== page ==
The subtitle of “Daniel Libeskind: Architecture for the Angel of History,” the current exhibition at the Goethe-Institut, refers to “Angelus Novus,” an etching by Paul Klee. Or rather, it invokes a famed interpretation of the image by German philosopher and critic Walter Benjamin. He described Klee’s angel as being propelled into the future by a storm, which “is what we call progress.”
History, progress and the future are fraught topics in architecture. Some of Libeskind’s best-known works are, in part, memorials to victims of atrocities: He designed the Jewish Museum Berlin and did the 2002 master plan (subsequently much altered) for the World Trade Center site in Manhattan. The Polish-born, American-raised child of Holocaust survivors, Libeskind has worked often in Germany. Most of the projects documented in the Goethe-Institut exhibition are in that country, although the show also includes one from the Netherlands, as well as sketches of the Ground Zero proposal.
Coincidentally, three other local exhibition spaces are hosting shows about architecture and “progress” — sometimes known, more ominously, as gentrification. Sean Lynch’s “Bandits in the Ruins” considers the conflicts between tradition and development. And the two-site “In Our ‘Hood” show takes a street-level approach to the issue, with works by and about residents of central Washington at two venues in that area.
These are all exhibitions of text as well as images. Libeskind, who often places dramatically angular modernist structures next to classically proportioned ones, explains his designs in symbolic terms. “Architecture for the Angel of History” doesn’t feature many of his words, but his futurist-style drawings for the Ground Zero project include some jottings. The height of the main tower will be 1,776 feet — one of the few aspects of his plan that survives — for the purposes of hailing U.S independence and “reasserting the skyline.” The sunken areas of the scheme are for “revealing the heroic foundations of democracy for all to see.”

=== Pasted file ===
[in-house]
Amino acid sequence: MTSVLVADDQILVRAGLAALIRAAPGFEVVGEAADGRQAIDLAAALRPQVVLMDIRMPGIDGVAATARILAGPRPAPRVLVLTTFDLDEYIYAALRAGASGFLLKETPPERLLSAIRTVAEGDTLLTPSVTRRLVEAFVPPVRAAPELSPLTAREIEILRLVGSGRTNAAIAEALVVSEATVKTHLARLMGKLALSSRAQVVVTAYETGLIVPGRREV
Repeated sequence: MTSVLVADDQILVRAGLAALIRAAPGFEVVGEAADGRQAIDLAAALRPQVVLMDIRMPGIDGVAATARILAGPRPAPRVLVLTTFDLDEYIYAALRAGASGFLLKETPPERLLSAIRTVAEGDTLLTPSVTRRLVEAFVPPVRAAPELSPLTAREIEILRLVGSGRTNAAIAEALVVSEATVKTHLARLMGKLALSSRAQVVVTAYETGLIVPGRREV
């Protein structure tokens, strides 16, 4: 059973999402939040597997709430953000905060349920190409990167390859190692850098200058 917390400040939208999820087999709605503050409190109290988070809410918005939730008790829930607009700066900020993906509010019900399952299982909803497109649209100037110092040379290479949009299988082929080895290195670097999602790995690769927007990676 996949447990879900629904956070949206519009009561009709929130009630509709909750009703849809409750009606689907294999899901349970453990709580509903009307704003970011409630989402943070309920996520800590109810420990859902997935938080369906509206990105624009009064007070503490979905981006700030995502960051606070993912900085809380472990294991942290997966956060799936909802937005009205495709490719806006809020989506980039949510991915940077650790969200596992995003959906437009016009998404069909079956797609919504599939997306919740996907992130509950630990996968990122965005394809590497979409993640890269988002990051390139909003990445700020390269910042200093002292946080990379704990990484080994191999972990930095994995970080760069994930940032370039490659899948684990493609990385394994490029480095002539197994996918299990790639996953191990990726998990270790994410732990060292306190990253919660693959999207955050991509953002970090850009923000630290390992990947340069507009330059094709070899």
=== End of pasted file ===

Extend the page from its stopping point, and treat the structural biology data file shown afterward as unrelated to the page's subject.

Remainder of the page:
Yet Libeskind’s buildings are not easy to see. The Jewish Museum Berlin (the only one of these structures I’ve visited) is a tight series of metallic zigzags. These are largely hidden by trees and the 18th-century baroque pile, a former courthouse, that provides the museum’s entrance. The 1999 museum’s overall form is visible only to birds, helicopter pilots and people looking at an aerial photograph (provided here). A subterranean spine, “the void,” offers a suitably stark memorial space, but the cramped galleries are subordinate to an overall design that seems authoritarian.
The architect explains his plan as reflecting “two lines of thinking. . . . One is a straight line, but broken into many fragments; the other is a torturous line, but continuing indefinitely.” Whether that’s genius or nonsense, it’s not evident in the structure’s unseeable design.
Libeskind’s work, like that of other global architecture stars such as Frank Gehry, is bold, striking and very limited. These designers are drawn to museums and other cultural institutions, which are among the few clients prepared to subordinate all other aspects of a new facility to its status as a unique work of art. But for every building to be a unique work is unfeasible and exhausting. And Libeskind’s designs, like much architectural modernism, rely heavily on contrast with existing traditional structures. Perhaps that’s why the architect works so often in Europe, which is lousy with venerable buildings. In the 1920s, the Bauhaus developed an aesthetic that rejected ornamentation. Nearly a century later, Libeskind is still practicing the architecture of reaction, just with a few more oblique angles.